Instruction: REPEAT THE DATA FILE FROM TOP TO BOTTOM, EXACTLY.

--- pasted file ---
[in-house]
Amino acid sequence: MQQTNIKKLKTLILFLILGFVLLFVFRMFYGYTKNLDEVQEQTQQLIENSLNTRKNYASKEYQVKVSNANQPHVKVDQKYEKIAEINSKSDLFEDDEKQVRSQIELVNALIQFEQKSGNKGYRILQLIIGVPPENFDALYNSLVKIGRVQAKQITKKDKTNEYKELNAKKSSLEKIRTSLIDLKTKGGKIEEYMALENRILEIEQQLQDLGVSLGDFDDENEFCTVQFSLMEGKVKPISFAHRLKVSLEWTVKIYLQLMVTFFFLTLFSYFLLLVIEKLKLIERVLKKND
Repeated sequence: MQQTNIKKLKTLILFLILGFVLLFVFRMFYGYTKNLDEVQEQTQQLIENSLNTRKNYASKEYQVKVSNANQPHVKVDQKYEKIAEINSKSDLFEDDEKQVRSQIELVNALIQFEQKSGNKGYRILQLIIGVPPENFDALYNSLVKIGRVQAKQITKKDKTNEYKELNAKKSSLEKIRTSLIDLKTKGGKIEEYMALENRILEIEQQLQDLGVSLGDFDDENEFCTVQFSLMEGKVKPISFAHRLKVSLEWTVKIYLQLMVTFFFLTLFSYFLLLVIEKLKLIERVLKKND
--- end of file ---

[in-house]
Amino acid sequence: MQQTNIKKLKTLILFLILGFVLLFVFRMFYGYTKNLDEVQEQTQQLIENSLNTRKNYASKEYQVKVSNANQPHVKVDQKYEKIAEINSKSDLFEDDEKQVRSQIELVNALIQFEQKSGNKGYRILQLIIGVPPENFDALYNSLVKIGRVQAKQITKKDKTNEYKELNAKKSSLEKIRTSLIDLKTKGGKIEEYMALENRILEIEQQLQDLGVSLGDFDDENEFCTVQFSLMEGKVKPISFAHRLKVSLEWTVKIYLQLMVTFFFLTLFSYFLLLVIEKLKLIERVLKKND
Repeated sequence: MQQTNIKKLKTLILFLILGFVLLFVFRMFYGYTKNLDEVQEQTQQLIENSLNTRKNYASKEYQVKVSNANQPHVKVDQKYEKIAEINSKSDLFEDDEKQVRSQIELVNALIQFEQKSGNKGYRILQLIIGVPPENFDALYNSLVKIGRVQAKQITKKDKTNEYKELNAKKSSLEKIRTSLIDLKTKGGKIEEYMALENRILEIEQQLQDLGVSLGDFDDENEFCTVQFSLMEGKVKPISFAHRLKVSLEWTVKIYLQLMVTFFFLTLFSYFLLLVIEKLKLIERVLKKND